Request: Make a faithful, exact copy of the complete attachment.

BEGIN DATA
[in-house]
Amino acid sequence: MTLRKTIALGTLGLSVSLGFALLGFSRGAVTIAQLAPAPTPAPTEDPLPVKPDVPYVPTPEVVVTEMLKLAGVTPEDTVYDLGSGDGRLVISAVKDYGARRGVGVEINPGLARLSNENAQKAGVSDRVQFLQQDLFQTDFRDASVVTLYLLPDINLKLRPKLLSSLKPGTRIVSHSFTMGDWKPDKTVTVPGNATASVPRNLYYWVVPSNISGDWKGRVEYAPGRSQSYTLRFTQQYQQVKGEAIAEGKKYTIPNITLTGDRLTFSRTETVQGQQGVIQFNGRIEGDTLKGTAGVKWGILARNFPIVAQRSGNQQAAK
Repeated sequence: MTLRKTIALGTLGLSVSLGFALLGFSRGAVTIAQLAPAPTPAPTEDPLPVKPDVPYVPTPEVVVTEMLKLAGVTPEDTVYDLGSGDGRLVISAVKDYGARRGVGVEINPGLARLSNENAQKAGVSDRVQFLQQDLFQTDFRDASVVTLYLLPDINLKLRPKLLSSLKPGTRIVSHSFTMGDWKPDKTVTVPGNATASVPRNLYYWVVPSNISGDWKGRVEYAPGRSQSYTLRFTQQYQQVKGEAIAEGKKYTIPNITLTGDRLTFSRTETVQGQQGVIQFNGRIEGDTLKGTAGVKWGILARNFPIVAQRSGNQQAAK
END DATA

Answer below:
[in-house]
Amino acid sequence: MTLRKTIALGTLGLSVSLGFALLGFSRGAVTIAQLAPAPTPAPTEDPLPVKPDVPYVPTPEVVVTEMLKLAGVTPEDTVYDLGSGDGRLVISAVKDYGARRGVGVEINPGLARLSNENAQKAGVSDRVQFLQQDLFQTDFRDASVVTLYLLPDINLKLRPKLLSSLKPGTRIVSHSFTMGDWKPDKTVTVPGNATASVPRNLYYWVVPSNISGDWKGRVEYAPGRSQSYTLRFTQQYQQVKGEAIAEGKKYTIPNITLTGDRLTFSRTETVQGQQGVIQFNGRIEGDTLKGTAGVKWGILARNFPIVAQRSGNQQAAK
Repeated sequence: MTLRKTIALGTLGLSVSLGFALLGFSRGAVTIAQLAPAPTPAPTEDPLPVKPDVPYVPTPEVVVTEMLKLAGVTPEDTVYDLGSGDGRLVISAVKDYGARRGVGVEINPGLARLSNENAQKAGVSDRVQFLQQDLFQTDFRDASVVTLYLLPDINLKLRPKLLSSLKPGTRIVSHSFTMGDWKPDKTVTVPGNATASVPRNLYYWVVPSNISGDWKGRVEYAPGRSQSYTLRFTQQYQQVKGEAIAEGKKYTIPNITLTGDRLTFSRTETVQGQQGVIQFNGRIEGDTLKGTAGVKWGILARNFPIVAQRSGNQQAAK